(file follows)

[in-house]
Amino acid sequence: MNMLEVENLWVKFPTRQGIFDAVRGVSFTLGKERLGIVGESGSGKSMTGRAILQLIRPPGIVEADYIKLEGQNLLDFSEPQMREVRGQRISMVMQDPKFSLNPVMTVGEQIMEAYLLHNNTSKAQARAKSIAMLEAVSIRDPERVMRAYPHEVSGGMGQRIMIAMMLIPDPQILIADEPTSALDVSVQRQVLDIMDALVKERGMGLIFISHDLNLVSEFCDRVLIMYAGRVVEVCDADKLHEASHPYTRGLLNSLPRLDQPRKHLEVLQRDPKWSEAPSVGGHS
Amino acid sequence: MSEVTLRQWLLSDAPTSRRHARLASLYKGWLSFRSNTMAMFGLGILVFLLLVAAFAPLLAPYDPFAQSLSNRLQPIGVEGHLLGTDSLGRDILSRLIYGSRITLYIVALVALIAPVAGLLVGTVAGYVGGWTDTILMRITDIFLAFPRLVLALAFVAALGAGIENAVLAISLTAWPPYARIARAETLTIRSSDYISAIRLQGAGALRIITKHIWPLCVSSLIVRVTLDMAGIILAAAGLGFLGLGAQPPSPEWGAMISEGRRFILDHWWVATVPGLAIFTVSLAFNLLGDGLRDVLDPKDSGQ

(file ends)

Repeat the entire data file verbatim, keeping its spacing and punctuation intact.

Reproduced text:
[in-house]
Amino acid sequence: MNMLEVENLWVKFPTRQGIFDAVRGVSFTLGKERLGIVGESGSGKSMTGRAILQLIRPPGIVEADYIKLEGQNLLDFSEPQMREVRGQRISMVMQDPKFSLNPVMTVGEQIMEAYLLHNNTSKAQARAKSIAMLEAVSIRDPERVMRAYPHEVSGGMGQRIMIAMMLIPDPQILIADEPTSALDVSVQRQVLDIMDALVKERGMGLIFISHDLNLVSEFCDRVLIMYAGRVVEVCDADKLHEASHPYTRGLLNSLPRLDQPRKHLEVLQRDPKWSEAPSVGGHS
Amino acid sequence: MSEVTLRQWLLSDAPTSRRHARLASLYKGWLSFRSNTMAMFGLGILVFLLLVAAFAPLLAPYDPFAQSLSNRLQPIGVEGHLLGTDSLGRDILSRLIYGSRITLYIVALVALIAPVAGLLVGTVAGYVGGWTDTILMRITDIFLAFPRLVLALAFVAALGAGIENAVLAISLTAWPPYARIARAETLTIRSSDYISAIRLQGAGALRIITKHIWPLCVSSLIVRVTLDMAGIILAAAGLGFLGLGAQPPSPEWGAMISEGRRFILDHWWVATVPGLAIFTVSLAFNLLGDGLRDVLDPKDSGQ